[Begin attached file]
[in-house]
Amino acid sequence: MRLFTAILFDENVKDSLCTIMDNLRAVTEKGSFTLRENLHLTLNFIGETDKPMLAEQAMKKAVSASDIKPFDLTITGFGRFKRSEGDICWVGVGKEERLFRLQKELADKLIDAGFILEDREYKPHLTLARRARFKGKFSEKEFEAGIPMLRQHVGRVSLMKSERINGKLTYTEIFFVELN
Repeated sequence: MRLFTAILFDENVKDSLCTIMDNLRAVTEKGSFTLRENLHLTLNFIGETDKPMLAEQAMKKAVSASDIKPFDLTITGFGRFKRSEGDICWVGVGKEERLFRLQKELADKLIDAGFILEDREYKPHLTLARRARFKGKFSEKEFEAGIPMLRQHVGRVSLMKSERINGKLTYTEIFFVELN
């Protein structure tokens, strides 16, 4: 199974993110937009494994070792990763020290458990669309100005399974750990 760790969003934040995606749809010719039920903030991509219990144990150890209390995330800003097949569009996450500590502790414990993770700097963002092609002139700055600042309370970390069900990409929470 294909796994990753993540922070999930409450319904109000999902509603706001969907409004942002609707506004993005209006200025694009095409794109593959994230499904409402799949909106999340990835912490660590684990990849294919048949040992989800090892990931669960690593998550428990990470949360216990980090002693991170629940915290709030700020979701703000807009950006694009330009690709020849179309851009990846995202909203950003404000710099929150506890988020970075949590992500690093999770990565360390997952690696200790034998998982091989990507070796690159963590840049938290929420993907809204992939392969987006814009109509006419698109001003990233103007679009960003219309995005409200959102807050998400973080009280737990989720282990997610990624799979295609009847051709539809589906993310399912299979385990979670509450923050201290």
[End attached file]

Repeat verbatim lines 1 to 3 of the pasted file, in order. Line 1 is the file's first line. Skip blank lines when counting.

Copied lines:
[in-house]
Amino acid sequence: MRLFTAILFDENVKDSLCTIMDNLRAVTEKGSFTLRENLHLTLNFIGETDKPMLAEQAMKKAVSASDIKPFDLTITGFGRFKRSEGDICWVGVGKEERLFRLQKELADKLIDAGFILEDREYKPHLTLARRARFKGKFSEKEFEAGIPMLRQHVGRVSLMKSERINGKLTYTEIFFVELN
Repeated sequence: MRLFTAILFDENVKDSLCTIMDNLRAVTEKGSFTLRENLHLTLNFIGETDKPMLAEQAMKKAVSASDIKPFDLTITGFGRFKRSEGDICWVGVGKEERLFRLQKELADKLIDAGFILEDREYKPHLTLARRARFKGKFSEKEFEAGIPMLRQHVGRVSLMKSERINGKLTYTEIFFVELN